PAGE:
MONTREAL — Before losing the contract to outfit the Canadian Olympic team earlier this year, Roots Canada Ltd. had already decided to put more energy into its leather goods and athleticwear, the backbone of its 32-year-old business.
But the loss of the Olympic clothing contract for 2006, 2008 and 2012 to the Hudson's Bay Co. came as a surprise to Roots co-founders Michael Budman and Don Green, whose poor-boy cap was a big seller at the 2002 Salt Lake City Games. Roots is still outfitting the Canadian Olympic speed skating team and the 2006 U.S. Winter Olympic team. It also sponsors three Canadian Olympic medalists.
But now the company's focus will be on leather goods, especially bags, a category that is expected to double over the next two years to at least 40 percent of its estimated annual sales of $250 million (converted from Canadian dollars).
"The day we lost to The Bay, Don said to me it was the best thing that could happen to the company and he was right, because it gave us an opportunity to focus on what we do best and that's leather goods and athleticwear," said Budman.
Retail analyst Kaileen Millard of The NPD Group in Toronto said, "It's nice to see them going back to their core business of fleece, jackets and leather bags. I admire anyone who can get someone to pay 70 Canadian dollars [$60 U.S.] for a hoody."
Between 2001-2003, Millard said Roots had a 10 percent share of the women's fleece market in Canada, which dropped by half last year, but recovered for the 12 months ended June 30.
"It just shows what you can do when you concentrate on what you're good at," Millard said. "They tried to be more fashionable [under new creative director Ernie Sulpizio] with ladies' blazers and other items, but if the 18-to-25 crowd wants that, they'd probably look for it at Winners or Le Chateau. They also have a huge opportunity with yoga clothing. Lululemon [of Vancouver] has done very well with that category. And their leather bags are high quality. They're the Canadian version of Coach."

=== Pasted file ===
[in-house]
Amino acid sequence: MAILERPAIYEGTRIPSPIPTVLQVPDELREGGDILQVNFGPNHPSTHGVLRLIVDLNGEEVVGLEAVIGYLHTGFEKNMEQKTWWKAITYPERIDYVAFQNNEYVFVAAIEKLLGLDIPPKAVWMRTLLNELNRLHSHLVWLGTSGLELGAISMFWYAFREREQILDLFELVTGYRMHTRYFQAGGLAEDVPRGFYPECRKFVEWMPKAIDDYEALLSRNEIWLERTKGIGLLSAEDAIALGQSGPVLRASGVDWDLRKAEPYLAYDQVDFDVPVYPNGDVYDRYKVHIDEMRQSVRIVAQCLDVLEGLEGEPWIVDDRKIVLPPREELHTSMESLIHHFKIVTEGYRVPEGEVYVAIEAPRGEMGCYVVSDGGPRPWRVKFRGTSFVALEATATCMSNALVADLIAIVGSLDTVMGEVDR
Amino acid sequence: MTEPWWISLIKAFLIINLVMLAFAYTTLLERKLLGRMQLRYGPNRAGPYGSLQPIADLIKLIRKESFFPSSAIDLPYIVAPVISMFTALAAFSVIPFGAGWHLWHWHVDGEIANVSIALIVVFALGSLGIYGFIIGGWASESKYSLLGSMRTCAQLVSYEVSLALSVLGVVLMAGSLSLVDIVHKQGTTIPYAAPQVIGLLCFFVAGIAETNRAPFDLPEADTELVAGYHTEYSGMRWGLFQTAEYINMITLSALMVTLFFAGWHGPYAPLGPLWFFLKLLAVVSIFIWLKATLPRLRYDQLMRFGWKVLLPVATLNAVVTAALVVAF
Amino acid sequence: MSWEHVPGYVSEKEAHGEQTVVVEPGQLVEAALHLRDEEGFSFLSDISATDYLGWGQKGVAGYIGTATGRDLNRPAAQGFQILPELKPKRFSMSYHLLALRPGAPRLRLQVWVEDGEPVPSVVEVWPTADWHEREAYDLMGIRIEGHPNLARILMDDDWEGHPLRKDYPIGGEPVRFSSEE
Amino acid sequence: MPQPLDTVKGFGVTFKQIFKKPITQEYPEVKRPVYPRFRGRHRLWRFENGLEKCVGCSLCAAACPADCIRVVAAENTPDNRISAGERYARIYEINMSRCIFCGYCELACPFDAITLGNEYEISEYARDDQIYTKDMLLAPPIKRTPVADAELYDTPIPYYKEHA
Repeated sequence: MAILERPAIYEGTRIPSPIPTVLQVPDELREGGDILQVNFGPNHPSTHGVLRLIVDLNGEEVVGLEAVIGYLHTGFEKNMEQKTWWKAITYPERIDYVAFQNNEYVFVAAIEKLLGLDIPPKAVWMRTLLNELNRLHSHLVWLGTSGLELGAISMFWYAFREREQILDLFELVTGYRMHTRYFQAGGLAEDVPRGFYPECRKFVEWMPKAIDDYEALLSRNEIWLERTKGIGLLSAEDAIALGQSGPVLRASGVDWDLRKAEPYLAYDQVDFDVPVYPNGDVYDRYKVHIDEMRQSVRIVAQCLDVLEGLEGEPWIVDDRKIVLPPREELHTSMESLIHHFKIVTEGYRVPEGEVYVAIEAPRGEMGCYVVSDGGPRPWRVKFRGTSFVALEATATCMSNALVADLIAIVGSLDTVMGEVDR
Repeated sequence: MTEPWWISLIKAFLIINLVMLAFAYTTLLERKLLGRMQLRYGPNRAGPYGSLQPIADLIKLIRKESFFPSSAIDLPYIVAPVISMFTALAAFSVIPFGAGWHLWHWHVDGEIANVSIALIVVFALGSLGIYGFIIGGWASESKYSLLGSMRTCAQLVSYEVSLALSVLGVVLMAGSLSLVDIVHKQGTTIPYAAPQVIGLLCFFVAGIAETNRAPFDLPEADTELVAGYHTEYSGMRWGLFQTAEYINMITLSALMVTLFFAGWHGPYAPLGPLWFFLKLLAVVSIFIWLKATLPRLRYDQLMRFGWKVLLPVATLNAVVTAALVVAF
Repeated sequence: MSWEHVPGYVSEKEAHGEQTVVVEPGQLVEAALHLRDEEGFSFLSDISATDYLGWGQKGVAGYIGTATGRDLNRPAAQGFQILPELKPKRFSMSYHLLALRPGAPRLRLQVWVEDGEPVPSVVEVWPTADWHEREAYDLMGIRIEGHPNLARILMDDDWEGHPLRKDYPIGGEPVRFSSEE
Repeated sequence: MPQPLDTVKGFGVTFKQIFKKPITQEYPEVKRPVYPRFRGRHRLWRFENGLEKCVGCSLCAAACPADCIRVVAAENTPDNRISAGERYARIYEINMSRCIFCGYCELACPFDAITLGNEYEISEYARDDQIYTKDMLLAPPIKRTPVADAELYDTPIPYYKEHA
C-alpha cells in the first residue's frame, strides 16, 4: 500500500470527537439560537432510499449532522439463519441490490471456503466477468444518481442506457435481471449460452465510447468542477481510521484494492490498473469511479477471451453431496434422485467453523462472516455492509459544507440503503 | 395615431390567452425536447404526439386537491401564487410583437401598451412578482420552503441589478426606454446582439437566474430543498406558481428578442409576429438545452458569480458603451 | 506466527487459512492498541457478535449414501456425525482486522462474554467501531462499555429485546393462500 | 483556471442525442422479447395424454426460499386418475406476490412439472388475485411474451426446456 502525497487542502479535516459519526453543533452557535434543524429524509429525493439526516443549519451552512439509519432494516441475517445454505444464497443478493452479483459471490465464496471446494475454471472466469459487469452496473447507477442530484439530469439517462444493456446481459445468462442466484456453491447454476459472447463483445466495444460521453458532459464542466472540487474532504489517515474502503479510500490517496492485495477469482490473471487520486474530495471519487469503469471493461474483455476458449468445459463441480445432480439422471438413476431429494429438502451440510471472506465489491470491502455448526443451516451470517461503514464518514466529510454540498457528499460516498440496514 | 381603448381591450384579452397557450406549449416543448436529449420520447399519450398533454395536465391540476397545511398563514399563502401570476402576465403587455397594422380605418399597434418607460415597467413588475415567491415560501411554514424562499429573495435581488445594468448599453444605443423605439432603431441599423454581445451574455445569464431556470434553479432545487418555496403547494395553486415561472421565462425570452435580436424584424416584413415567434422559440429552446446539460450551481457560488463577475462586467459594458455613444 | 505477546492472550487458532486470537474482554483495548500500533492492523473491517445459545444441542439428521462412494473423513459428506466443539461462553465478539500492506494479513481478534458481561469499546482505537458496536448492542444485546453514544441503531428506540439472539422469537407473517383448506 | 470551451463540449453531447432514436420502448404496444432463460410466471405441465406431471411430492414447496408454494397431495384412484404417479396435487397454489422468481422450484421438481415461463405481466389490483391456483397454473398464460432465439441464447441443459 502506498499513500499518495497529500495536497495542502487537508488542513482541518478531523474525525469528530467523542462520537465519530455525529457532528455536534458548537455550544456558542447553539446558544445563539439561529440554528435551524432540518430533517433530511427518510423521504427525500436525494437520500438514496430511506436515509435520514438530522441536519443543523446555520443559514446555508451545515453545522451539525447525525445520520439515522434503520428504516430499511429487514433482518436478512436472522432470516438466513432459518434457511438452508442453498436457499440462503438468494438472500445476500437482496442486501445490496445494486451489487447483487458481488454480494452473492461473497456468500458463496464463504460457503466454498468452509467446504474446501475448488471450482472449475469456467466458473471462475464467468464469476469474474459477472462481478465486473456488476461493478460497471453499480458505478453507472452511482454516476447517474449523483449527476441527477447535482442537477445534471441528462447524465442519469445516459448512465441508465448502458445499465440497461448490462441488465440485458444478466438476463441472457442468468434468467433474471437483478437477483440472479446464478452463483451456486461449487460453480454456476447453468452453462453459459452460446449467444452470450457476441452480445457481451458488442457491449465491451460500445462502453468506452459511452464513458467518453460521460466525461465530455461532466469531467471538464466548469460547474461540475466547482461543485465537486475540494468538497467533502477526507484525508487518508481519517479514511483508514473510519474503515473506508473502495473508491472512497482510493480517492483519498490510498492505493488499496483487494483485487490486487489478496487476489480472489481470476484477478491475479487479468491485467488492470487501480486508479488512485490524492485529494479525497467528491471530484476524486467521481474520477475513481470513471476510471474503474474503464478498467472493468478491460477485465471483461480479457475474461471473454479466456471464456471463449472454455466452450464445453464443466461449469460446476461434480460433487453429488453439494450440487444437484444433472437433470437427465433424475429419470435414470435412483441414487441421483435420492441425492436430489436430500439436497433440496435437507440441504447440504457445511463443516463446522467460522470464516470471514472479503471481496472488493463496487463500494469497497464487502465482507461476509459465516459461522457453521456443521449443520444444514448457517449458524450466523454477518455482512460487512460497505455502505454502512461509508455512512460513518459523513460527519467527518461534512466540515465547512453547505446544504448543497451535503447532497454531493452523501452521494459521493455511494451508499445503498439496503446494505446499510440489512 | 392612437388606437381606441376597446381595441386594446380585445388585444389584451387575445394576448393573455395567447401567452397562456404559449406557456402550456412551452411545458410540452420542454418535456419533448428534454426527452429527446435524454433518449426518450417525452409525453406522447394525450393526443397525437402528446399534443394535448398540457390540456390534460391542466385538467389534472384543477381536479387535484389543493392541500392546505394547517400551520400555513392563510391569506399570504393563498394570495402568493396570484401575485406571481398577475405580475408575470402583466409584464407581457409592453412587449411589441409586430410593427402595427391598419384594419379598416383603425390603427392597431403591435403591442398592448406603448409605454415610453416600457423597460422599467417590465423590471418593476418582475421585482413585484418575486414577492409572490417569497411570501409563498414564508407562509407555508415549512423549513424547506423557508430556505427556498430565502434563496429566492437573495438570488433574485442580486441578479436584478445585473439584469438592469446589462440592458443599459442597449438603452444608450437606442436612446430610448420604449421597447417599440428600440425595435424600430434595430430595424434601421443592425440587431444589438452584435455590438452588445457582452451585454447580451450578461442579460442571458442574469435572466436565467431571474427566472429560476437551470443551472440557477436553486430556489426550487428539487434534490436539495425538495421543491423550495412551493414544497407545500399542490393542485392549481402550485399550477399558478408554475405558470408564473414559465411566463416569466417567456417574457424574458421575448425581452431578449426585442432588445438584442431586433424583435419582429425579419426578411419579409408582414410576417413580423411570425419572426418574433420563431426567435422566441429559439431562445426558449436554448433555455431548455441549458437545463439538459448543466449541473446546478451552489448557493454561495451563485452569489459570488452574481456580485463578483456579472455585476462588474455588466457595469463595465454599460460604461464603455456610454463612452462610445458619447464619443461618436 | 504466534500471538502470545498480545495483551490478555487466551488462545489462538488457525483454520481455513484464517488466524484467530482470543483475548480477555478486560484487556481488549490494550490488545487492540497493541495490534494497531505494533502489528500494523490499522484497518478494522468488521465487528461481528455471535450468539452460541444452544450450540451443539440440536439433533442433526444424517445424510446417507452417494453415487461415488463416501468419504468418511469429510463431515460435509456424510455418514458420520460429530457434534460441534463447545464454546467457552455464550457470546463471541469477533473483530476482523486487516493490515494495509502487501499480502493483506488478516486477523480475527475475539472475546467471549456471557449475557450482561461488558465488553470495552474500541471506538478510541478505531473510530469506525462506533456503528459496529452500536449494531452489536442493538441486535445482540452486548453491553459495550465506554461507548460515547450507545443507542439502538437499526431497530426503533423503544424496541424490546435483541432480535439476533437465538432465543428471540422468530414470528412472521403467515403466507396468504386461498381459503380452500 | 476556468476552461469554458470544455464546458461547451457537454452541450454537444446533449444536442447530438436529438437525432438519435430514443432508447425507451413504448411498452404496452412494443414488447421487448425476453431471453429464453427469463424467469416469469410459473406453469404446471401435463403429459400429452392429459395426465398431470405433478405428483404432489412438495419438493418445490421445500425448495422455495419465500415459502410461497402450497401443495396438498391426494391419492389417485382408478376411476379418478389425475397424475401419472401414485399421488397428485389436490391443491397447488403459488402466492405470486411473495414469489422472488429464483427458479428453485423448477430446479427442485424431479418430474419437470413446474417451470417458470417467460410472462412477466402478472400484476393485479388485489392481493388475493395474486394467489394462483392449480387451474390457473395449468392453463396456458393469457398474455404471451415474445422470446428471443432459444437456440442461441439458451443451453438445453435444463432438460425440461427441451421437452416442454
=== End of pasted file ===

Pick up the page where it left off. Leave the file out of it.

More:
The retooling of Roots included moving into new headquarters in Toronto in February, which replaced four separate buildings, and reducing staff to 165 from 200. Budman and Green also took back the creative reins after the sudden departure last fall, after a short stint, of Sulpizio, formerly vice president of design and product development at Gap."He didn't understand the culture of Roots and our business," said Budman. "The number-one fashion item in the world is a woman's handbag. We also sell tote bags, wallets, iPod holders, yoga bags, briefcases and other leather accessories."
Budman noted that leather products had a sell-through of 60 percent in July.
"We now have a beautiful blend of leather goods and athletic lifestyle clothing because the customer is looking for a highly focused collection," he said. "We're also heavily into organic cotton and hemp and other natural fibers, and we also offer yoga clothing."
The chain of 125 Canadian stores, six in the U.S. and 20 under licensees in Taiwan, will remain relatively unchanged except for two or three more openings in Canada.
Budman would like to add more U.S. stores, but said it's a market that requires tremendous resources. Instead, he is hoping to team up with a major retailer to drive the company's U.S. business. Roots is also sold in the U.S. at the NBC Experience store in New York and at Disney World's Epcot Center in Orlando, Fla.
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